Halve a long list

I've a 11700 long array of pixels - what's a nice Snap! way of halving it's length?

My 1st attempt


You want to squish the image or crop it?


I wonder how much faster the 'keep items', that you used, is compared to - I think that the following one is slower - hyperized 'ITEM (numbers from {1} to {length_of_the_list / 2} ) of the_list'.

That's a much Snappier way of doing it. :slight_smile:
I knew I was over overcomplicating it :slight_smile:

Well, to me it is your approach which seems Snappier, not mine. And isn't yours faster than mine? Have you tested both?

Not tested either for speed. I'm just needing it for a one off task to crop a hexagon to make a trapezoid shape

The disagreement about what's "Snappier" is amusing. It's really a question of Snap! Classic vs. New Snap!; HOFs have been around since day one (although not with the value/index/list feature), whereas hyperblocks are new and shiny. My impression is that a hyperblock approach is faster when it works at all, but that HOFs are more general. In this case, the hyperblock approach does the not-strictly-necessary step of making a list of index numbers, but that's really fast (≈33ms on my computer for numbers from 1 to 1,000,000) and it avoids all those < comparisons.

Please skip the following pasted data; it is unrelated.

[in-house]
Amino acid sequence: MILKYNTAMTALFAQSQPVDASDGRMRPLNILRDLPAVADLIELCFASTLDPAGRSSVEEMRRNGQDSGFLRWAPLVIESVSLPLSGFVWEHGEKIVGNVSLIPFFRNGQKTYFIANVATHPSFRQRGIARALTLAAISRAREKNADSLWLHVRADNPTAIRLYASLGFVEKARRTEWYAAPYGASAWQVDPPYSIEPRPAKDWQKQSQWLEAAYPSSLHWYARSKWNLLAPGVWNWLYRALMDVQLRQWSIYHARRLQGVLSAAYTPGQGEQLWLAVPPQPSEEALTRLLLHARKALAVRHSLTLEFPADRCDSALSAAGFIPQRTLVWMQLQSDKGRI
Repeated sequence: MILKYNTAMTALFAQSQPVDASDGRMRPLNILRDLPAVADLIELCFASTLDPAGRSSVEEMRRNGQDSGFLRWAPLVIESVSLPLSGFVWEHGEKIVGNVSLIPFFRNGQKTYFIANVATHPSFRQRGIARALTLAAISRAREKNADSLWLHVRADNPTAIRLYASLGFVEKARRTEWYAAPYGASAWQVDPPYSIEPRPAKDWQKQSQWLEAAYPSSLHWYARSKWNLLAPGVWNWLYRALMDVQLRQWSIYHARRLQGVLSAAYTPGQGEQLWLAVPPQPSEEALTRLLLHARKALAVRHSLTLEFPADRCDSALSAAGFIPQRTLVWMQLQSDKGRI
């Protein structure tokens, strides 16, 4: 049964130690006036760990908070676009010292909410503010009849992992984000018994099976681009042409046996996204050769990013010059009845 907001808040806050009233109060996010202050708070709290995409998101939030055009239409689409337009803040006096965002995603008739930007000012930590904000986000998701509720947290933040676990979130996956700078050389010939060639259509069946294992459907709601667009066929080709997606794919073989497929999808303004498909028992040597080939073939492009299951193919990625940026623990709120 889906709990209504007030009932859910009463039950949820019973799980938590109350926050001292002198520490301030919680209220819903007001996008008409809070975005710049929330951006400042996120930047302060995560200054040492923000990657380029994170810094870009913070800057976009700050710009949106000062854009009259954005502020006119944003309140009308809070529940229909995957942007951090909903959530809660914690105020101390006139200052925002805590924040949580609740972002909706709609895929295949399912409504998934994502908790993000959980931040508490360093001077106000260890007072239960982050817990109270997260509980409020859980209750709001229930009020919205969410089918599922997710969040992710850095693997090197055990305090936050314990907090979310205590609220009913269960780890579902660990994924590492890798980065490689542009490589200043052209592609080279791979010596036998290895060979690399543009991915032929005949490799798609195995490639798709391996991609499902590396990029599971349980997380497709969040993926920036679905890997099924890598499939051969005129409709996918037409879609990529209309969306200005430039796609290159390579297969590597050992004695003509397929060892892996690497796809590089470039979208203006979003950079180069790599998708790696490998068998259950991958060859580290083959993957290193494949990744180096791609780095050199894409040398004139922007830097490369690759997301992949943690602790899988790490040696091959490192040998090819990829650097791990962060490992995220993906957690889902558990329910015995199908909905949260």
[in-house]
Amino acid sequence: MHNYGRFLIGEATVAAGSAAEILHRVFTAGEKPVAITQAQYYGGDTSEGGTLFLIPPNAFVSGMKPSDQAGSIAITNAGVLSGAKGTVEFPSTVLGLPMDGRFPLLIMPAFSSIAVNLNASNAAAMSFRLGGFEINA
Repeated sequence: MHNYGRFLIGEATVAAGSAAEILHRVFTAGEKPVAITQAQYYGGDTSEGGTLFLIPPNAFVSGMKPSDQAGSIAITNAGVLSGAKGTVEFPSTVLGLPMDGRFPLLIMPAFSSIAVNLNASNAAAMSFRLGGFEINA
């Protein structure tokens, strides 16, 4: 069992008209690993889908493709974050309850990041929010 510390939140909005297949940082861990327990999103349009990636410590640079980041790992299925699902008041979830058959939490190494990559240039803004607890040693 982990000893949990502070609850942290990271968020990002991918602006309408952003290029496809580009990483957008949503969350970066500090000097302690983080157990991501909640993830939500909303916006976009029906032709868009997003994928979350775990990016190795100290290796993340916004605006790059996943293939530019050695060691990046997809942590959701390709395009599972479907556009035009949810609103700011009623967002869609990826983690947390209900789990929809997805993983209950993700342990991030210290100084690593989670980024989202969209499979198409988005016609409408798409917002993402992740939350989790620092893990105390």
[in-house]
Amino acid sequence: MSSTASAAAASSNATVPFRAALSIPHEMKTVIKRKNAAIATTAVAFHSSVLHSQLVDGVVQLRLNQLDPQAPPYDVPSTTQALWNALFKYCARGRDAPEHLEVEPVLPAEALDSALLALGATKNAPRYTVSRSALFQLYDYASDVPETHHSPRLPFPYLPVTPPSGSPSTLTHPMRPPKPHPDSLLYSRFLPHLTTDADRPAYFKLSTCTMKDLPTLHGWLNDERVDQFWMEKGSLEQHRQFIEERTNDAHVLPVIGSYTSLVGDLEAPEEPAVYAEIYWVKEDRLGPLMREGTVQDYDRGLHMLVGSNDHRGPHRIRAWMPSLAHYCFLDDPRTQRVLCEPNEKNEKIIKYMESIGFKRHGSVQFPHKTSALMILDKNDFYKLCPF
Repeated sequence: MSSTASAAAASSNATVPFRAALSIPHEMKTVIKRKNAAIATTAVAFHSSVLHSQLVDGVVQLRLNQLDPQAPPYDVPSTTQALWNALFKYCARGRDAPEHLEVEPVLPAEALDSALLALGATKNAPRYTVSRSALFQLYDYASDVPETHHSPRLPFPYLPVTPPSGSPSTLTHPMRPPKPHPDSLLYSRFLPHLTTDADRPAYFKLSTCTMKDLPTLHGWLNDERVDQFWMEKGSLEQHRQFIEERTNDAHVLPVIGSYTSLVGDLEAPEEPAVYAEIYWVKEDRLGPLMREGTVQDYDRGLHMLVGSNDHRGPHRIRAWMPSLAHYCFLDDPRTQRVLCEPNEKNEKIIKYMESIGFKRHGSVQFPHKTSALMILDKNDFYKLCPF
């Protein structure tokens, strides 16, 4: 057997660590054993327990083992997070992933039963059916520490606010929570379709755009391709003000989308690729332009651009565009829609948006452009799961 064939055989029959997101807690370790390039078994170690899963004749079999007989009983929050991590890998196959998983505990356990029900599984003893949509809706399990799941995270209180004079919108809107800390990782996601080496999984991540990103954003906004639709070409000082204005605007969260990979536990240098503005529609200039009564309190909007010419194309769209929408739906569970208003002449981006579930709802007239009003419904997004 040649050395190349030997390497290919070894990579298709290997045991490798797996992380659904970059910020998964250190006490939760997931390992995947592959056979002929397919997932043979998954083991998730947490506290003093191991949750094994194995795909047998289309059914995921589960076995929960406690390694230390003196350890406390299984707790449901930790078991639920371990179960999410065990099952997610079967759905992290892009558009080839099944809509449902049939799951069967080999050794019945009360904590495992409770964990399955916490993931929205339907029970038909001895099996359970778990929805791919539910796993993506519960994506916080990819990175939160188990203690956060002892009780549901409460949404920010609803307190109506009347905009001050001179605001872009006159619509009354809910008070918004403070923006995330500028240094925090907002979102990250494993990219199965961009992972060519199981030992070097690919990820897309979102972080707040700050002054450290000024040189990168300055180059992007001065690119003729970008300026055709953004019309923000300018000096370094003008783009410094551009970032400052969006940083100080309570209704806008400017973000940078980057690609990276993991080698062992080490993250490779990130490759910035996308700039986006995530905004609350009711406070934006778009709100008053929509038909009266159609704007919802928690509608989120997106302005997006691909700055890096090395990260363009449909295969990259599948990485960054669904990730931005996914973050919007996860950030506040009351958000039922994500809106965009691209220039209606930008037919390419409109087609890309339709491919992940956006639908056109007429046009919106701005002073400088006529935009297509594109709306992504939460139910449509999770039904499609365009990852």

As I learned from Jens just this week, every time you call a ringed function, Snap! makes a deep copy of it, so it's faster if you make a named custom block and call that from the HOF. This change speeds up the Colors and Crayons library by a factor of five or so. (The custom block is still in a ring in the HOF call, but if I'm understanding Jens correctly, a "deep" copy of a single block is much faster than, in your KEEP example, copying a four-deep (<, /, LENGTH, variable) expression. Snap! doesn't have to copy the body of a named custom block.)

TL;DR: What's faster than what is complicated and depends on the details, but hyperblocks often win in situations in which they work at all.

Just for fun - timed both approaches and the item of runs in 2ms and keep takes 70ms

Brian, hyperblocks are just tight JS loops disguised as an abstraction

for (i = 0; i < len; i += 1) {
result[i] = this.hyperDyadic(baseOp, a[i], b[i]);

While HOF's are doing the whole evaluation cycles - pushing contexts, poping element, evaluating blocks for every list item.

untitled script pic (94)

untitled script pic (93)

This gave me a chuckle. What would it mean to be a real abstraction, in your vocabulary? Aren't all abstractions disguises for some concrete operation?

But yeah, as I said, if it works at all, the hyperblock approach is likely to be faster. The pitfall I trip over most often is that custom blocks containing only hyperizable primitives are hyperizable, but ones that contain IF blocks aren't.

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